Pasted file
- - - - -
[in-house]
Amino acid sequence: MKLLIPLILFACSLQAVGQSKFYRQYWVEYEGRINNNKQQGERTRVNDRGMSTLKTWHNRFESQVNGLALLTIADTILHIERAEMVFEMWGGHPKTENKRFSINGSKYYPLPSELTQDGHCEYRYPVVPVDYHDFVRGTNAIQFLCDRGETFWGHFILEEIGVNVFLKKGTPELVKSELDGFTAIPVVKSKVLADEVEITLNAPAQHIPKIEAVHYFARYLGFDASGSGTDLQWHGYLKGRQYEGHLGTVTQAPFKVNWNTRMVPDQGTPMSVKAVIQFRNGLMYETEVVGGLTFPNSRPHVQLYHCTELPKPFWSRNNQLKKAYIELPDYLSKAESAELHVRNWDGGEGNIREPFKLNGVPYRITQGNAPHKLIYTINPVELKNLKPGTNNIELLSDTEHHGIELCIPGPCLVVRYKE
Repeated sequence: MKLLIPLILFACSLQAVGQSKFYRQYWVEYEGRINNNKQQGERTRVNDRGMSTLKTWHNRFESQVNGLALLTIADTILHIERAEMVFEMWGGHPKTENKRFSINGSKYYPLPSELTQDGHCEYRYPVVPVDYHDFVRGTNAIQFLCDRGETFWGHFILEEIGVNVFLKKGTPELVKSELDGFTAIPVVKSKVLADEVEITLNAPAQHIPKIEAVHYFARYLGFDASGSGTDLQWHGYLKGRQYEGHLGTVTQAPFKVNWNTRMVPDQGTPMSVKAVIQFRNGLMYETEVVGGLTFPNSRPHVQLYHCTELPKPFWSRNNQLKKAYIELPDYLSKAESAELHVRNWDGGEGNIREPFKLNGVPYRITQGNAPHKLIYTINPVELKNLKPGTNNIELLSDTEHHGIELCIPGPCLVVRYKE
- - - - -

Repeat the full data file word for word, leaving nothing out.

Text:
[in-house]
Amino acid sequence: MKLLIPLILFACSLQAVGQSKFYRQYWVEYEGRINNNKQQGERTRVNDRGMSTLKTWHNRFESQVNGLALLTIADTILHIERAEMVFEMWGGHPKTENKRFSINGSKYYPLPSELTQDGHCEYRYPVVPVDYHDFVRGTNAIQFLCDRGETFWGHFILEEIGVNVFLKKGTPELVKSELDGFTAIPVVKSKVLADEVEITLNAPAQHIPKIEAVHYFARYLGFDASGSGTDLQWHGYLKGRQYEGHLGTVTQAPFKVNWNTRMVPDQGTPMSVKAVIQFRNGLMYETEVVGGLTFPNSRPHVQLYHCTELPKPFWSRNNQLKKAYIELPDYLSKAESAELHVRNWDGGEGNIREPFKLNGVPYRITQGNAPHKLIYTINPVELKNLKPGTNNIELLSDTEHHGIELCIPGPCLVVRYKE
Repeated sequence: MKLLIPLILFACSLQAVGQSKFYRQYWVEYEGRINNNKQQGERTRVNDRGMSTLKTWHNRFESQVNGLALLTIADTILHIERAEMVFEMWGGHPKTENKRFSINGSKYYPLPSELTQDGHCEYRYPVVPVDYHDFVRGTNAIQFLCDRGETFWGHFILEEIGVNVFLKKGTPELVKSELDGFTAIPVVKSKVLADEVEITLNAPAQHIPKIEAVHYFARYLGFDASGSGTDLQWHGYLKGRQYEGHLGTVTQAPFKVNWNTRMVPDQGTPMSVKAVIQFRNGLMYETEVVGGLTFPNSRPHVQLYHCTELPKPFWSRNNQLKKAYIELPDYLSKAESAELHVRNWDGGEGNIREPFKLNGVPYRITQGNAPHKLIYTINPVELKNLKPGTNNIELLSDTEHHGIELCIPGPCLVVRYKE